This is not the first time that ONLF fighters from Eritrea have been sent to Ethiopia. Several hundred were sent to the Somali Regional State via the Islamic Courts Union in Mogadishu in late 2006. It was some of those fighters who were responsible for the appalling massacre at Abule at the end of April 2007 when 65 Ethiopian Somali workers and 9 Chinese technicians were slaughtered, most while asleep or lining up for breakfast – surprisingly, no party in the international community saw fit to condemn this appalling terrorist atrocity. After the defeat of the ICU, Eritrea tried to infiltrate small groups of ONLF fighters into the Somali Regional State through Somaliland on several occasions. Somaliland police have picked up people trying to cross the border before but according to General Elmi this is the first time such a large group of armed fighters have tried this route into Ethiopia’s Somali Regional State.
Eritrea has been providing support for one faction of the ONLF at least since 1998 after Admiral Osman took over the chairmanship of one fraction. The government of Eritrea set up three training centers for ONLF fighters in western Eritrea, and another later at Mulober not far from Assab in south eastern Eritrea. At Mulober, training which included the handling of explosives and intelligence as well as ordinary military matters, was directed by President Isaias’s presidential advisor, Yemane Gebreab. Full details of this were provided by two senior ONLF commanders who surrendered two years ago. The majority of these trainees were sent to the Somali Region in 2006, leaving less than a hundred at Mulober at the time. This latest group have apparently been recruited over the last two or three years.
The reason for this attempted incursion appears to be that Admiral Osman’s fraction of the ONLF and Eritrea are trying to respond to the fact that a majority of the ONLF, headed by its Supreme Council, has been in negotiations with the Ethiopian Government and there are reports that it will sign an agreement very soon. The ONLF’s move followed the agreement made by another opposition group in the Somali Regional State, the United Western Somali Liberation Front earlier this year. As a result of the growing support within the region, and within the ONLF for peace, Admiral Osman’s group and the Eritrean leadership have been trying hard to demonstrate that the ONLF can still remain active. Indeed, there have been reports that the Eritrean government has been putting pressure on Admiral Osman and his remaining supporters to try and persuade them to continue a struggle that most of the group now want to bring to an end.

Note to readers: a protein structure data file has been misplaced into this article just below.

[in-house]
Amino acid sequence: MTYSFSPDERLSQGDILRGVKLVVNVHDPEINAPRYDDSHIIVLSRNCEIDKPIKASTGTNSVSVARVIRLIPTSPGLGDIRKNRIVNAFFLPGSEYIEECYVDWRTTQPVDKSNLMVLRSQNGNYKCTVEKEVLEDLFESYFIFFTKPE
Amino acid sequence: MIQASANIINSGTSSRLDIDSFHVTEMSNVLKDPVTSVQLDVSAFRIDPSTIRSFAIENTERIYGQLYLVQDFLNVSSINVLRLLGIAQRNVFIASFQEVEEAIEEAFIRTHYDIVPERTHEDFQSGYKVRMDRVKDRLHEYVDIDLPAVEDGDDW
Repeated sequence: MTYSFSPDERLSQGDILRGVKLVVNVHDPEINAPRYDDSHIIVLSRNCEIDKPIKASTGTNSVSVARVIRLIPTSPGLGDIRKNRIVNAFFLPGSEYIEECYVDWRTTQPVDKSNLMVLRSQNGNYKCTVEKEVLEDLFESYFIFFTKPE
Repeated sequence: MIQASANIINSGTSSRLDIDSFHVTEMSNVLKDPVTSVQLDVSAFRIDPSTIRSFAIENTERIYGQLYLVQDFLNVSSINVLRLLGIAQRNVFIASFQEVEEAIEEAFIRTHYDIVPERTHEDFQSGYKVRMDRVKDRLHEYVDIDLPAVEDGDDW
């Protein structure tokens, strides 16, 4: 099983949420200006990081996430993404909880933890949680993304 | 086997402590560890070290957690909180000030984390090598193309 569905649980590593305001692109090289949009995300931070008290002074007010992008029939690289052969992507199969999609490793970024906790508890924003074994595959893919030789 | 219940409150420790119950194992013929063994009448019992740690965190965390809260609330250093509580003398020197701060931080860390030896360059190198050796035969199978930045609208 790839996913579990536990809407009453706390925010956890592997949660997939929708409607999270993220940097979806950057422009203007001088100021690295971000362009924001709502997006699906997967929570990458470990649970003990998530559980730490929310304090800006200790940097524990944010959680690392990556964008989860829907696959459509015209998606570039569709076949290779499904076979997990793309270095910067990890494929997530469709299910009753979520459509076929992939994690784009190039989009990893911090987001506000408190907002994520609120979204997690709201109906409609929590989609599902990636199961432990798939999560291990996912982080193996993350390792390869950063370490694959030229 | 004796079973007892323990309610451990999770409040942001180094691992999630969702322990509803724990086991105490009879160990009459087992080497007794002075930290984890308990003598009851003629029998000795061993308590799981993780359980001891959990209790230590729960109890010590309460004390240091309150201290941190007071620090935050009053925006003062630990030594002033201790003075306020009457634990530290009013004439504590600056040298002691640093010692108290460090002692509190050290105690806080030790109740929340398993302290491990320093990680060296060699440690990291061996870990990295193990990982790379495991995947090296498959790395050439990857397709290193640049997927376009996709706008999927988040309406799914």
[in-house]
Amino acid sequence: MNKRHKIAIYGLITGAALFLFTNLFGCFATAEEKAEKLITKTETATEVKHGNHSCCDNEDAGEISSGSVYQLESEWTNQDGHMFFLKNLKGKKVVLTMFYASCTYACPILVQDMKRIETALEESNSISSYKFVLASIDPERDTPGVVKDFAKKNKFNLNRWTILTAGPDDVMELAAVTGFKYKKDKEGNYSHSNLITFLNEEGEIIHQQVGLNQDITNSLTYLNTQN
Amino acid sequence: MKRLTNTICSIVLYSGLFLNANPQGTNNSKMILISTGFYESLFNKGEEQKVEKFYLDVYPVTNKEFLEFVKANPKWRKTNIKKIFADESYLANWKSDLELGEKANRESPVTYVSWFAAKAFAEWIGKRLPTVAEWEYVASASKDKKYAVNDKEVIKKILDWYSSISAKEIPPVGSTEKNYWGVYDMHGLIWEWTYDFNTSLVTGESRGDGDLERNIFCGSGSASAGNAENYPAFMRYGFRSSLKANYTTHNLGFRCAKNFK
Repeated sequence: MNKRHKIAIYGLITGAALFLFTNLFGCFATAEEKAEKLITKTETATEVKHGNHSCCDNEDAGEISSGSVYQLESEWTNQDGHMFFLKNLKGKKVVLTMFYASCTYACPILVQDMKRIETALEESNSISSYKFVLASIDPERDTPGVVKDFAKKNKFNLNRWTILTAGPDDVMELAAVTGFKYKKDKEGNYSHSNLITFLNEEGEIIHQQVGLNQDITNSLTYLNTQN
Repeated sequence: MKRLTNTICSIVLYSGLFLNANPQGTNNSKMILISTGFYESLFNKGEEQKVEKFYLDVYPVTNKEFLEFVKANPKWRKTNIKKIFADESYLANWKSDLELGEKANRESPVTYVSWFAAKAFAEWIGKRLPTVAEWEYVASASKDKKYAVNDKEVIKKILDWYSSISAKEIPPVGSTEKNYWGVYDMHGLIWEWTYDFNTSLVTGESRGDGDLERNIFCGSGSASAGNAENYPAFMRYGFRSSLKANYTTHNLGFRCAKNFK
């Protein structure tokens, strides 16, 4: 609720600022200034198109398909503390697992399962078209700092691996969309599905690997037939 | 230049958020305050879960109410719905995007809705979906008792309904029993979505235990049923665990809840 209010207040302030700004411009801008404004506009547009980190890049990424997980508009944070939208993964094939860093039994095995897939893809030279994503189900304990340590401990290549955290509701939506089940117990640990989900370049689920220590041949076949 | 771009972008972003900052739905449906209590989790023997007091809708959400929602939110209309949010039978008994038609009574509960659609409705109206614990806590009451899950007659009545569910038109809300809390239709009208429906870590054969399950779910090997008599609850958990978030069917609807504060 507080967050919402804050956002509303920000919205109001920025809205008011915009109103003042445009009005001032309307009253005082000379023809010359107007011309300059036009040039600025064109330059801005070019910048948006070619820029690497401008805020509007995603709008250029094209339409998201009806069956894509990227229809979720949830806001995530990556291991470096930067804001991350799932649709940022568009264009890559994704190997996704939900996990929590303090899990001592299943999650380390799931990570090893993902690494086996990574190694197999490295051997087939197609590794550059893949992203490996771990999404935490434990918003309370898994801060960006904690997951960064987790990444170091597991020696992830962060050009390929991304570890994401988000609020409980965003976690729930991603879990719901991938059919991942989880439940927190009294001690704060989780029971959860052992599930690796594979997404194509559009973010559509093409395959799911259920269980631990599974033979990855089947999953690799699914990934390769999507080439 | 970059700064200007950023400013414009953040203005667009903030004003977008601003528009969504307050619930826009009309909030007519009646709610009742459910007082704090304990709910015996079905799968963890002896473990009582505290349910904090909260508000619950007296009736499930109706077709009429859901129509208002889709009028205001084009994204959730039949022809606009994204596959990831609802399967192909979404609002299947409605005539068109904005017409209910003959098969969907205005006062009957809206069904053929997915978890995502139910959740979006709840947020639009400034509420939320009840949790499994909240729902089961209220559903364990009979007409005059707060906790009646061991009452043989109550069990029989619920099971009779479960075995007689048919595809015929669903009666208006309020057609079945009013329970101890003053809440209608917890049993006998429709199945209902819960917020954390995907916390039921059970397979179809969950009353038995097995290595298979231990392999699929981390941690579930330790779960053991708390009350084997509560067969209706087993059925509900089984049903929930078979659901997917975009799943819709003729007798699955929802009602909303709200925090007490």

Ambassador Lyman, US analysts and control of aid
Criticism comes in various shapes and forms and at different levels of intensity. Some is from well-intentioned people expressing concern over one development or another. Others make it their business to try and meddle in the internal affairs of a country or arm-twist a government into following their own misguided policy prescriptions. There are also those who have the habit of making noises every time the opportunity presents itself, apparently in the conviction that repetition, even if poorly based, will somehow change reality on the ground to their liking. Some critics are knowledgeable (and their comments can be appreciated, if not always welcomed), but others all-too-often have no more than the scantiest idea about the issues on which they claim expertise. Indeed, Ethiopia has frequently been the subject of ill-informed tirades driven by political intent, and often serving as repositories of inaccurate information.
Ambassador Princeton Lyman is one of those people who occasionally comment on Ethiopia, but as a recent article in Foreign Affairs, co-authored with Stephen Wittels, and entitled ‘No Good Deed goes Unpunished’, demonstrates he has little knowledge of current Ethiopia, and has fallen back on the superficial comments found most frequently on opposition Internet sites. His grasp of events in Ethiopia is frankly superficial and there are numerous indications that he hasn’t bothered to try to check some of the ‘facts’ he repeats. The article is written with a view to shedding light on an apparent dilemma of the US government: despite providing billions of dollars of humanitarian assistance to many countries, and more particularly assistance provided for treatment of HIV/AIDS programs in Africa, the US administration is apparently unable to use this assistance to leverage policies. In what frankly appears to be an extraordinarily callous political calculation, the Ambassador repeatedly laments “the foreign policy problem this kind of aid creates”. It limits “Washington’s influence on issues other than HIV/AIDS in recipient countries.” The authors claim that the dramatic increase in humanitarian and life-saving AIDS assistance has created “an acute paradox” because “it diminishes Washington’s leverage over the governments that get aid.” One looks in vain for even the smallest indication that the aim of humanitarian aid is not political, that it should not be leveraged for political purposes. There is not even any suggestion that recipient countries might have interests of their own that shouldn’t necessarily be sacrificed for such assistance. The argument is rather that it would be inappropriate for poor countries to expect to have any kind of say about the handouts they receive from benevolent donors. It is hardly surprising, even if somewhat callous, that Ambassador Lyman looks at humanitarian aid from strictly political considerations.